The country that just legalised gay marriage still don't allow women to have abortions.

I hate to rain on the marriage equality parade, but Irish society is not one to be celebrated yet.

From the rainbow highlighting the Liffey to scenes of exhalation and joy, the passing of the marriage equality referendum in Ireland on Saturday was something to be proud of.

This tiny country has taken a momentous step forward. And it’s a step  Australians wish they could follow.

It was heralded with delight.

“A kinder, more accepting Ireland has awoken.”

“It has reshaped forever the republic in which we live.”

“A turning point. The future bright and open.”

All of this is true. Ireland has taken a huge leap forward. At the same time however, the country is just as oppressive and just as brutal for women as it has always been.

Not enough people know that Ireland is a country where the government retains control over women’s bodies; where a woman’s rights to her own body are dictated by legislation.

To see social media reactions from the referendum, see below. Post continues after gallery.

My Dublin born mother, her two sisters, and their daughters, my ten female cousins – strong, happy women – are constricted by a law which says they have no right to abortion unless there is a real and substantial risk to the life of the mother.

It is not even legal to have an abortion in the case of lethal foetal abnormality in the Catholic country that everyone has been celebrating over the weekend.

An Irish senator proposes to her partner live on air after the Irish vote comes down as Yes. Post continues after video.

The law in the Republic of Ireland says that even women who are raped or women who are victims of incest can access safe abortions.

The last attempt to change abortion law in Ireland was in 2002. It proposed removing the threat of suicide as grounds for legal abortion, but was defeated. It was one of five attempts to change the law in the last 30 years.


Just last year two prominent cases showed that Ireland is still a long way from change.

The first was a suicidal rape victim who was denied an abortion by a medical panel. After she attempted to starve herself, the 25-year-old was forced to give birth via caesarean at 25 weeks and her baby was adopted out. Catholic Bishop Kevin Doran said at the time the woman, an immigrant to Ireland, should have been forcefully kept pregnant for longer, for the health of the child.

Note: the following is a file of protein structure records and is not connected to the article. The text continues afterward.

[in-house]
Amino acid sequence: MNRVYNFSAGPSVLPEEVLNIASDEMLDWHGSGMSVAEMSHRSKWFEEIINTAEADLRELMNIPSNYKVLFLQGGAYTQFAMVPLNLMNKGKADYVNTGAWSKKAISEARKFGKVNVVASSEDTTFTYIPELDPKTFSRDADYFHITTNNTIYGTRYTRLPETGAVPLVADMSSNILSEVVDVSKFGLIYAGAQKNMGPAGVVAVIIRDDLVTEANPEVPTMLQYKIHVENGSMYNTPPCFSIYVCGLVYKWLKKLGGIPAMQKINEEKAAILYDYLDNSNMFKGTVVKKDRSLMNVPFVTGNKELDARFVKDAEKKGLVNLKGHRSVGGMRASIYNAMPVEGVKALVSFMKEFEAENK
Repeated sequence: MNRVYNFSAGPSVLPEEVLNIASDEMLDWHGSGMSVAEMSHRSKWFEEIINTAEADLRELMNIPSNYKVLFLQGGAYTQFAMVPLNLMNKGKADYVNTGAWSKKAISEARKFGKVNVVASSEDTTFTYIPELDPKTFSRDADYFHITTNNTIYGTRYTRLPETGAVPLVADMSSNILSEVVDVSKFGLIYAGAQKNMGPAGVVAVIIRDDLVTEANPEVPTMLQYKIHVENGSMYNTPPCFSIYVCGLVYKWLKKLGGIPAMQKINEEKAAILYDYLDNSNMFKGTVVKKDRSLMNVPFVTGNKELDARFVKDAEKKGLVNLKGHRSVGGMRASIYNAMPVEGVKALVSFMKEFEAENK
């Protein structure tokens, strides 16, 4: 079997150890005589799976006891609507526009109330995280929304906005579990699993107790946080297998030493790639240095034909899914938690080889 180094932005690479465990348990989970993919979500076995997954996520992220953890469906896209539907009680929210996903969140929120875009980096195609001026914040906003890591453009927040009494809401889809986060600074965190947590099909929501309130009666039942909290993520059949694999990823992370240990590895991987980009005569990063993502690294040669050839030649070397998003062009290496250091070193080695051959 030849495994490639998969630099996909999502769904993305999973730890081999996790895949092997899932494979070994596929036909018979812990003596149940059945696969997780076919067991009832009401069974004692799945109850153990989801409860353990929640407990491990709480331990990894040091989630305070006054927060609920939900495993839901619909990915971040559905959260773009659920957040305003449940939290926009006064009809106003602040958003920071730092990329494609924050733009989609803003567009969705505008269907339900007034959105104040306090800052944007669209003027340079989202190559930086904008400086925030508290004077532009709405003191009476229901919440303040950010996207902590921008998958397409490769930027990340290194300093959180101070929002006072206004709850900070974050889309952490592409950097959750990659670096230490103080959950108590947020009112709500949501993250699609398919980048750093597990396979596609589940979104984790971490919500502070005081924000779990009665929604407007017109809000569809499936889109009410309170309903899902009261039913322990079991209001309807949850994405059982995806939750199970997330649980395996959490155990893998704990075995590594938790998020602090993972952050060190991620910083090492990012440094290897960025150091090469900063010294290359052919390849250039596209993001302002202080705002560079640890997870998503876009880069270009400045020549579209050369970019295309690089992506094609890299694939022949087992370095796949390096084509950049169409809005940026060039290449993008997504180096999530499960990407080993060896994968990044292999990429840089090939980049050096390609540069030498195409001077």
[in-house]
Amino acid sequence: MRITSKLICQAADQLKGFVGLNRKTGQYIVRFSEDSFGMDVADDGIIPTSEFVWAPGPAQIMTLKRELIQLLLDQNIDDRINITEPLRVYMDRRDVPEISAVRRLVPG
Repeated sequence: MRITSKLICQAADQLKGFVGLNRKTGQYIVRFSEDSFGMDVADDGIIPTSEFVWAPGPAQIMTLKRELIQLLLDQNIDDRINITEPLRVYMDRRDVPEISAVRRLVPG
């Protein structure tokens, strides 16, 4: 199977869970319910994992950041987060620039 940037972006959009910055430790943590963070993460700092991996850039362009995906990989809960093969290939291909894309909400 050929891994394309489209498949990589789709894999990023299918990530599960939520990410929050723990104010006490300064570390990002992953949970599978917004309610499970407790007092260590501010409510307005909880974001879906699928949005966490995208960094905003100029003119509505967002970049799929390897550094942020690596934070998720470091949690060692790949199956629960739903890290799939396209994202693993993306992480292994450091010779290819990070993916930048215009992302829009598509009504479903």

Related: She’s only 18 years old. And if she was your daughter, you’d be outraged too.

In December, a brain dead pregnant woman kept on life support by doctors against the wishes of her family for almost a month while legal experts and the Church battled it out as to whether they would be breaking abortion laws by switching off her life support.

Will this be the impetus for change?

Commentators have said that the resounding ‘Yes’ vote to marriage equality was made possible by the declining influence of the Catholic Church in Irish society after a series of sex abuse cases (much like in Australia) came to light.

So you have to remain hopeful that the same could happen for abortion rights. Right?

Diarmaid Ferriter, historian and lecturer in modern Irish history at University College Dublin, told AFP the Catholic Church in Ireland is a much-weakened institution.

“There are still a lot of people who take their religion seriously but I think the idea of the Church as arbiters of morality, sexuality and issues around marriage is not what it was,” he added.

It was 22 years between decriminalised homosexuality and recognising the right of gay marriage. For the sake of the women growing up in Ireland today. For the sake of my cousins and their daughters, let’s hope change for women comes before the next 22 years go by.

Related links:

A very, very different kind of abortion story.

“I owe my life to my mother’s abortion.”

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